The Anti-CAA protests in Shaheen Bagh in the nation’s Capital will definitely go down as one of the iconic fronts of the revolution in Indian history. In fact, people all across the country have been protesting CAA, NRC, NPR and police brutality.
However, these people are not alone. Students from all over the world have joined Indian protesters in demanding the crapping of the CAA and the NRC.
1. New York, USA
The protests in New York were a part of nation-wide protests organised by Coalition to Stop Genocide– an organisation formed by Indian American Muslim Council, Hindus for Human Rights, Equity Labs, Shri Guru Ravidass Sabha of New York, Black Lives Matter and the Jewish Voice for Peace.
2. Harvard University, Boston, USA
On Republic Day, students of the university in Boston and along with the Indian diaspora protested for 24 hours at Harvard Square in Boston.
Speaking to Al Jazeera, Suraj Yengde, a researcher at Harvard University, said:
A lot of times I get tokenised because of my Dalit identity. It becomes almost a vulgarised presentation of Dalit body on a stage. But this protest I feel like I have agency and I am part of a larger dialogue. But I would also hope that now that Dalits are coming for Muslims, there will be reciprocity in future.
3. Indian Embassy, Washington DC, USA
The protesters in the US capital marched to the Indian Embassy to protest against the CAA/NRC.
The brutal crackdown by the government in India on the anti-CAA and anti-NRC protests has created a situation in which women in large numbers have come out on the streets to challenge the divisive-communal-fascist agenda of the government… It gives a hope that democracy and constitution can ultimately be saved by the common people from a government which is bent upon destroying them.
4. San Francisco, USA
According to reports, a protest was also organised outside the Indian consulate in San Francisco.
Indian Americans and people of conscience in the US are seeking accountability from the Hindu nationalist regime that wants to turn Indian Muslims into foreigners and render them stateless.
5. Blackpool, England
Sumeet Bose, a merchant navy officer, who is in town for a short-term course, told India Today:
There aren’t many Indians here. But you don’t need a large number to make your stand clear. If you can find even one person to connect over a common calling, you have your protest.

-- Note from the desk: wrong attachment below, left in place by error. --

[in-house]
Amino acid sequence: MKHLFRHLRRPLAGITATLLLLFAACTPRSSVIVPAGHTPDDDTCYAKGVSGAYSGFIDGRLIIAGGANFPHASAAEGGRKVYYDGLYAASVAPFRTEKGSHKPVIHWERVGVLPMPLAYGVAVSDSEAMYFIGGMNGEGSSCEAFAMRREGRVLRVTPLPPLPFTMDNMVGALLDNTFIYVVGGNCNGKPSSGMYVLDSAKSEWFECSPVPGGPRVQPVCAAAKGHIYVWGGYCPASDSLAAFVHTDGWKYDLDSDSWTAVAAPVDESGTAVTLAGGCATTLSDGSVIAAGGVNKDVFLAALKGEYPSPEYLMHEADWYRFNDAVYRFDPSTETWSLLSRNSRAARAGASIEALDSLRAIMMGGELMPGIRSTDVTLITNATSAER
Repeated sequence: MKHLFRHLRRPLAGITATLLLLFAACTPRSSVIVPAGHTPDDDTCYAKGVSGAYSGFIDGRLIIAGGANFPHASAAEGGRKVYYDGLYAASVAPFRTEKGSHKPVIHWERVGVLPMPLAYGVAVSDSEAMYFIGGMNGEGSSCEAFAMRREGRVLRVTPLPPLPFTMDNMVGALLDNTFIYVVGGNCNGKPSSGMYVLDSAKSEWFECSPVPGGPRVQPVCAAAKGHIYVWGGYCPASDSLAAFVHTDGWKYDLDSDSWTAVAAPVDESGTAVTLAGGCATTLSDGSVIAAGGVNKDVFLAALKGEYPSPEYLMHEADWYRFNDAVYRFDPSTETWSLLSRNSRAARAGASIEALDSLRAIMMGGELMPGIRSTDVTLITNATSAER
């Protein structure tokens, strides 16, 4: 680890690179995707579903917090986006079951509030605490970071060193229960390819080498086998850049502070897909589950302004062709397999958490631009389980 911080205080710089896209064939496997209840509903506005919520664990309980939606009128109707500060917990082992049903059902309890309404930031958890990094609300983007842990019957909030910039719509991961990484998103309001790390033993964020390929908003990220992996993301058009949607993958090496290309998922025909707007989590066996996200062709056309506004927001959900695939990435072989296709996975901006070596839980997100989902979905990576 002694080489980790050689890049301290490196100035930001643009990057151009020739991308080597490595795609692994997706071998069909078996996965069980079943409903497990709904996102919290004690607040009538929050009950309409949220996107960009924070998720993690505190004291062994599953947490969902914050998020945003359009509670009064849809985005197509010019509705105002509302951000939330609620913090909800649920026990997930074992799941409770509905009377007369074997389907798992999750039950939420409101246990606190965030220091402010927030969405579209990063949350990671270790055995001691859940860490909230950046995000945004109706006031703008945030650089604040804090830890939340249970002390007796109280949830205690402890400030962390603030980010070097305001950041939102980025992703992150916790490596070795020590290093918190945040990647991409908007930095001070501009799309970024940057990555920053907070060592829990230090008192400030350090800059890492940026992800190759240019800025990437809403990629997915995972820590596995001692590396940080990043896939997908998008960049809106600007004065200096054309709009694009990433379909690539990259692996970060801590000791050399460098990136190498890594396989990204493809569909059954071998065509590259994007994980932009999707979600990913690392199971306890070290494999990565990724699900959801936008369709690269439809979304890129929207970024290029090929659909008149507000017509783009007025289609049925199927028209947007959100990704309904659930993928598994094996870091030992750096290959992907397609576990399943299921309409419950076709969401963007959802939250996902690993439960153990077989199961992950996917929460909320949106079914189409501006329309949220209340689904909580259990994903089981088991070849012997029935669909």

6. Bern, Switzerland
7. Paris, France
Since the police beatdown of Jamia students inside their own library, anti-CAA/NRC protests have been raging in many parts of Europe as well.
The Telegraph reports one such protest in Paris. Abhishek, a 26-year-old into his sixth year in France.spoke to them said:
When we heard of CAA being passed in Parliament, we started with protests on a small scale every Saturday till something bigger could be planned…
This was merely a part of a day-long pass in Paris.
There were close to 40 of us, including an American and a French national… The French lady with us addressed the gathering in French, explaining how secularism is in danger in India and Muslims are being targeted, as did a Maharashtrian friend. Amid the speeches, the slogans and the songs, a minute’s silence was observed in memory of those killed in police atrocities and dead in detention camps.
8. Oxford University and London, England
Protesters gathered on the streets on the 6th of January and condemned attacks against JNU, Jamia and AMU students. The protesters also rejected the controversial CAA and the NRC which is at the heart of protests erupting across India.
The protesters expressed their shock over the violence in educational institutions and in Uttar Pradesh. They also demanded an independent enquiry over these incidents.
9. University of Pennsylvania, USA
10. University of California, Los Angeles, USA
These are only a few of the places all around the world protests have taken place against the CAA and The NRC in India, along with the attack in JNU and police violence in Jamia and Uttar Pradesh.
11. Melbourne, Australia
According to SBS, the event ‘We are with you’ was organised by Southern Crossings, a pan-Australian group of artists, activists and academics to show of solidarity for all those who have been protesting against the CAA.
Speaking on the occasion, Dr Arjuna Raina, said that the CAA combined with the proposed National Register of Citizens (NRC) was a ‘political spin that’s gone too far’.
A Jumla, a political spin, has the Indian Home Minister reassuring the country that no Indian Muslim Citizen will suffer detention and persecution as a consequence of the CAA or Citizen Amendment Act.
According to The Wire, between the 17th and 19th of December alone, Indian students from institutions such as Oxford, Sciences Po (Paris), Harvard, Cambridge, Columbia, University of Massachusetts, and many others organised peaceful protests in major cities like London, New York, Paris, Washington D.C., Berlin, Geneva, Hague, Barcelona, San Francisco, Tokyo, Amsterdam and Melbourne, Cape Town, Helsinki among other places.